Jewelry You Can Trust - All our black hills wedding rings are heirloom quality which can be cherished for generations. They are made in Rapid City, South Dakota and shipped with manufacturer's lifetime warranty against materials and workmanship. Maintaining the traditional process of jewelry making, all are hand made by highly skilled artisans and inspected in every step of the process with the commitment of highest quality.
Featured Black Hills Gold Wedding Rings
History of Wedding Rings
The tradition of young men giving their would-be bride an engagement ring has evolved over thousands of years.It started with grass ring during the cavemen period . In due course the grass gave way to more durable materials - leather, amber, flint, ivory and these in turn gave way to still more lasting materials - iron, bronze, copper, silver, gold and today platinum.
Historians seem to agree that engagement rings were used long before the wedding rings. Also agreed is the fact that Romans used engagement rings atleast as far back as the second century B.C. It was not until the English reformation that the bride received two rings - engagement ring at the time of plighting the troth and wedding ring at the wedding ceremony.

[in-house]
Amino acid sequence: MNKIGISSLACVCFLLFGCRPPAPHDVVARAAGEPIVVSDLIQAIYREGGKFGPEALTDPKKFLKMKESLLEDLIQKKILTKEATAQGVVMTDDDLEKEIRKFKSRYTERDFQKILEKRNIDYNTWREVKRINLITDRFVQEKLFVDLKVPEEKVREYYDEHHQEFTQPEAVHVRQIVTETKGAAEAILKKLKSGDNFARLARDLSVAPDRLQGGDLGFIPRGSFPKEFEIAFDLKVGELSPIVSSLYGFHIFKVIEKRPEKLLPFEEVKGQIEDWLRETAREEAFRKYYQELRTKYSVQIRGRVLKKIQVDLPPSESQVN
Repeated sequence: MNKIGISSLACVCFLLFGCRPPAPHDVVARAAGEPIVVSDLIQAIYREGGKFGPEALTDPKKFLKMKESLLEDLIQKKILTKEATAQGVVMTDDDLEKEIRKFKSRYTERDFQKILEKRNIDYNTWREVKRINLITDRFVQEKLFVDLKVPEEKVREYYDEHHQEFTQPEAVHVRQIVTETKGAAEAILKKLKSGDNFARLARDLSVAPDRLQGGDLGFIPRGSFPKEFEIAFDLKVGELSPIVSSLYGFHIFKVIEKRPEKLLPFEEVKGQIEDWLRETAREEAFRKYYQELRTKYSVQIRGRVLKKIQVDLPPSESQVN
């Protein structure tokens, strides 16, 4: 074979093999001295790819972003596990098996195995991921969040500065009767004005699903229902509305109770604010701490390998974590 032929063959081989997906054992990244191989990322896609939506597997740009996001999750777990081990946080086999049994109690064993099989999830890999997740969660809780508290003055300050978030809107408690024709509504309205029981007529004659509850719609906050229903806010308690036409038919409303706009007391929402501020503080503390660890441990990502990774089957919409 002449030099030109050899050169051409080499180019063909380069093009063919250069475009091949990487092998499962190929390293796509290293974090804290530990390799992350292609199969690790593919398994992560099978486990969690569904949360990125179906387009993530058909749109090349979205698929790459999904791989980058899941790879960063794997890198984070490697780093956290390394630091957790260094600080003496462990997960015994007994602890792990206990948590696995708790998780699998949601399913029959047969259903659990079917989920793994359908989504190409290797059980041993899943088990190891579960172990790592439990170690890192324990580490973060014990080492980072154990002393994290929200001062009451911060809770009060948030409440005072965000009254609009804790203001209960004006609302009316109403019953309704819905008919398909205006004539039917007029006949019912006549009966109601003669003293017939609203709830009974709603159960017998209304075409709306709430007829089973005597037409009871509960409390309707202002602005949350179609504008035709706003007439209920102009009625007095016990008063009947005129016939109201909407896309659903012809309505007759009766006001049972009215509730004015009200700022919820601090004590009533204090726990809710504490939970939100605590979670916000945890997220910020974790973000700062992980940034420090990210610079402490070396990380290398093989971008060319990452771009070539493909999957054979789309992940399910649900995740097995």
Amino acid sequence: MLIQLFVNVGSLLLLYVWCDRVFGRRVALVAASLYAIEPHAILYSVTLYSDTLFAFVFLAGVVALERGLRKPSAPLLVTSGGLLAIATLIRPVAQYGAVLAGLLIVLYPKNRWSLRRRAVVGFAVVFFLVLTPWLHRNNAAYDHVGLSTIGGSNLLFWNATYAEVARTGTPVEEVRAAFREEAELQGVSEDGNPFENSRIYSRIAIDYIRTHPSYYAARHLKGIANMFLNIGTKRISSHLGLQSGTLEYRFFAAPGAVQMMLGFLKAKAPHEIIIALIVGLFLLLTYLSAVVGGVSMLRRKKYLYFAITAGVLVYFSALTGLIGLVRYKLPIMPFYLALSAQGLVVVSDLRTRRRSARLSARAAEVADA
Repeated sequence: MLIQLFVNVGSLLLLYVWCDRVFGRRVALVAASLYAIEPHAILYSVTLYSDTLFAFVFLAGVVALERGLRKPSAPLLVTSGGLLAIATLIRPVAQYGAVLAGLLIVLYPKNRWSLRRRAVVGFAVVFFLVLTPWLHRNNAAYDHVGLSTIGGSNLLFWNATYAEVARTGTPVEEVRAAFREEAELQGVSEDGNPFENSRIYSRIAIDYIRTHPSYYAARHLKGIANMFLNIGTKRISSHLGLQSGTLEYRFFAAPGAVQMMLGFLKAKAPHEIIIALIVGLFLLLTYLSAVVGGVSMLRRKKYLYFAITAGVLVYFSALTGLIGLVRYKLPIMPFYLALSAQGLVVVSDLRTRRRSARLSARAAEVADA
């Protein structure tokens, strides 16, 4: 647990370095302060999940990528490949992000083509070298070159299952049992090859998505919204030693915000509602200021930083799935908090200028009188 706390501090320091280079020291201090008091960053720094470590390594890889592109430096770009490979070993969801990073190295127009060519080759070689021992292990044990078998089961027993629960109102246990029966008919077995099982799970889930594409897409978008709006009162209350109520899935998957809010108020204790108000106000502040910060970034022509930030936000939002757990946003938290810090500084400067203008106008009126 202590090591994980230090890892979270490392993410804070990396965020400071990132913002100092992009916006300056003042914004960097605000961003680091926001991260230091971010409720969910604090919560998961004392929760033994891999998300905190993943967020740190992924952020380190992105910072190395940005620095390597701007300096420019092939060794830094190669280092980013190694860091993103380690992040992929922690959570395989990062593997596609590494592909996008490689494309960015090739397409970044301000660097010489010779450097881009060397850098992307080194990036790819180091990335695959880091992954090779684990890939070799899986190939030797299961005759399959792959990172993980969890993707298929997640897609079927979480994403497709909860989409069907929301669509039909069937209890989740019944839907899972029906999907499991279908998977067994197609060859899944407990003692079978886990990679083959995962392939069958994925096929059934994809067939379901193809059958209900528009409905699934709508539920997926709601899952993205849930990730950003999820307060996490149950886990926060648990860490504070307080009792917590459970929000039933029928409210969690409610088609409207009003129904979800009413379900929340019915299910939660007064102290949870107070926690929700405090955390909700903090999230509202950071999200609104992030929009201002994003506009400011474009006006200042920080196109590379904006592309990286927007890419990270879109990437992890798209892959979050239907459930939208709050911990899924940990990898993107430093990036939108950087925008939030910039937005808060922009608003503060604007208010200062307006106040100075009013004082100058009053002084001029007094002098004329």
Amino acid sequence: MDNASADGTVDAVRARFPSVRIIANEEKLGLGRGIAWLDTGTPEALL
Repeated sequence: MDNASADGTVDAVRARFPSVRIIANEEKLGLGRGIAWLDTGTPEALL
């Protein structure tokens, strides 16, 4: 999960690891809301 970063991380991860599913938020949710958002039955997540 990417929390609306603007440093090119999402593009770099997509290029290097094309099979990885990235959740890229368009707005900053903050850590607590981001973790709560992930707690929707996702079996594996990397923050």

In America, a number of styles have favored over the years. During colonial times, the most popular engagement ring was the cluster ring, composed of rose-cut diamonds set around a larger stone. Hoop rings, also popular as engagement rings in colonial days, looked like the wedding rings of the present days, because they had small diamonds all around the finger. Like ring guard, they were meant to keep the wedding band in its place.During victorial era, rings became fancier, and were often made of yellow gold elaborately decorated with enamel.
In late 1800s, the favorite wedding ring was a plain wide gold band. At the beginning of 20th century, platinum became the vogue as a setting for the diamond solitaire engagement ring. A companion ring to the wedding band is the wedding guard ring, originally worn to keep the wedding band from slipping off the finger, but now popular as an additional adornment worn along with the wedding ring.